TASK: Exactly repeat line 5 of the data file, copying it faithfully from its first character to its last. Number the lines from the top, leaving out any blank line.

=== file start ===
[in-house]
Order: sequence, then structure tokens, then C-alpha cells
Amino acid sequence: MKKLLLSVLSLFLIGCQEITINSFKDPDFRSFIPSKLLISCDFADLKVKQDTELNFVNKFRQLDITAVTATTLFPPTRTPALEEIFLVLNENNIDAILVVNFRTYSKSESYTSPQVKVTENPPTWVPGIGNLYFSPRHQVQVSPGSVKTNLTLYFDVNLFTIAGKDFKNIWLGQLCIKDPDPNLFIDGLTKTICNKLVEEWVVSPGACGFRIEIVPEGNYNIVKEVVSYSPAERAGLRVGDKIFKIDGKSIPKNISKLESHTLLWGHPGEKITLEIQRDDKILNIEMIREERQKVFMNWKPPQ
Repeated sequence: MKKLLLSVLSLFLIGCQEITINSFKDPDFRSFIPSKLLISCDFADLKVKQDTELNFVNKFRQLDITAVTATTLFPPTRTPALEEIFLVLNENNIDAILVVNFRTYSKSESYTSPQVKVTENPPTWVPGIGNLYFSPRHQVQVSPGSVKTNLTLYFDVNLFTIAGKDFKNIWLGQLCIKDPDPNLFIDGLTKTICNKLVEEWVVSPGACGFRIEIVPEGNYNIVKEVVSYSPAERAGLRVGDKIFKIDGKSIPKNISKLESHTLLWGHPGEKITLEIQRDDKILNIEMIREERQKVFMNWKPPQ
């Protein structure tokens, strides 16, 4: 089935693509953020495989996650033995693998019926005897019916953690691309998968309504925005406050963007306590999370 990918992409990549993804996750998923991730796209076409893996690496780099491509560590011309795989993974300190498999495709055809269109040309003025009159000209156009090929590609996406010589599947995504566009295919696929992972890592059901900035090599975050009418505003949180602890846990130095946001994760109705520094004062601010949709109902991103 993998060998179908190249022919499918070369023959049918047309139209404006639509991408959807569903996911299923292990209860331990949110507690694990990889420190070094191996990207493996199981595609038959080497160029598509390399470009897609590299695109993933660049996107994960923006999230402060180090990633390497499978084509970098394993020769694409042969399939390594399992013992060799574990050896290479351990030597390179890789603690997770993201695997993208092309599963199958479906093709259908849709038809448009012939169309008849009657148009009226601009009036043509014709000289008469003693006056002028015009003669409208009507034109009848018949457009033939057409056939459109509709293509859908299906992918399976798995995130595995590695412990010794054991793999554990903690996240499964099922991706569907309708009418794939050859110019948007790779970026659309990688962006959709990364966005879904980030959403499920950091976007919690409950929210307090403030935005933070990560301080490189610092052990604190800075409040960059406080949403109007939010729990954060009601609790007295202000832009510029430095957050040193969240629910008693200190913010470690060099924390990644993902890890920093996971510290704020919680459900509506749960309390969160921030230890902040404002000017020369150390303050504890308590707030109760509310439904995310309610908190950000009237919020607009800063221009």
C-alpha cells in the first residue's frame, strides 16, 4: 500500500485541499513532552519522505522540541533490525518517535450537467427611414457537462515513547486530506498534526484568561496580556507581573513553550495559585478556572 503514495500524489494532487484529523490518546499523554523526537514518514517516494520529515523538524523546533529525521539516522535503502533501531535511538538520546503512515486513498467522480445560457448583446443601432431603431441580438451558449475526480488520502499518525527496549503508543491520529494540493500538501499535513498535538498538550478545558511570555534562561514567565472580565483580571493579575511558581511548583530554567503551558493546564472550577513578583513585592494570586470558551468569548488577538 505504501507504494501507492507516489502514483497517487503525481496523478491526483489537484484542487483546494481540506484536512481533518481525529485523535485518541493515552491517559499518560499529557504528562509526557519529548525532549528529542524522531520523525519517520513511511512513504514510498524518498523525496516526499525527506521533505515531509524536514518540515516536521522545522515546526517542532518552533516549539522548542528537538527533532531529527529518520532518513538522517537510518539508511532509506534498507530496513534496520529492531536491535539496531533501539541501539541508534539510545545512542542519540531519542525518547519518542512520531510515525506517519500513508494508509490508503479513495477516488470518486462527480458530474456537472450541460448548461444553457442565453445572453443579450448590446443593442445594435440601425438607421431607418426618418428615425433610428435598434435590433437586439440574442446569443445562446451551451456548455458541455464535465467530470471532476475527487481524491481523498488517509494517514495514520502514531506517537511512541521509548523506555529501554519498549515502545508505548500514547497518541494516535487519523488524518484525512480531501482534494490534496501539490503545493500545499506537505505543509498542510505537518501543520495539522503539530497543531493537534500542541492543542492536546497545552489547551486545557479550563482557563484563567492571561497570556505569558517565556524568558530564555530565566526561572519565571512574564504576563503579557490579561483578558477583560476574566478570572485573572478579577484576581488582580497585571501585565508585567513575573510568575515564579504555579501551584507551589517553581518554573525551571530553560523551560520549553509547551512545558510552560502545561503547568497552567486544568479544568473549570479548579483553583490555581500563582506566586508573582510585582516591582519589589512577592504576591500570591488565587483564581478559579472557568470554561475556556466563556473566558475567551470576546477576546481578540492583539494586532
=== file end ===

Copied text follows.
């Protein structure tokens, strides 16, 4: 089935693509953020495989996650033995693998019926005897019916953690691309998968309504925005406050963007306590999370 990918992409990549993804996750998923991730796209076409893996690496780099491509560590011309795989993974300190498999495709055809269109040309003025009159000209156009090929590609996406010589599947995504566009295919696929992972890592059901900035090599975050009418505003949180602890846990130095946001994760109705520094004062601010949709109902991103 993998060998179908190249022919499918070369023959049918047309139209404006639509991408959807569903996911299923292990209860331990949110507690694990990889420190070094191996990207493996199981595609038959080497160029598509390399470009897609590299695109993933660049996107994960923006999230402060180090990633390497499978084509970098394993020769694409042969399939390594399992013992060799574990050896290479351990030597390179890789603690997770993201695997993208092309599963199958479906093709259908849709038809448009012939169309008849009657148009009226601009009036043509014709000289008469003693006056002028015009003669409208009507034109009848018949457009033939057409056939459109509709293509859908299906992918399976798995995130595995590695412990010794054991793999554990903690996240499964099922991706569907309708009418794939050859110019948007790779970026659309990688962006959709990364966005879904980030959403499920950091976007919690409950929210307090403030935005933070990560301080490189610092052990604190800075409040960059406080949403109007939010729990954060009601609790007295202000832009510029430095957050040193969240629910008693200190913010470690060099924390990644993902890890920093996971510290704020919680459900509506749960309390969160921030230890902040404002000017020369150390303050504890308590707030109760509310439904995310309610908190950000009237919020607009800063221009």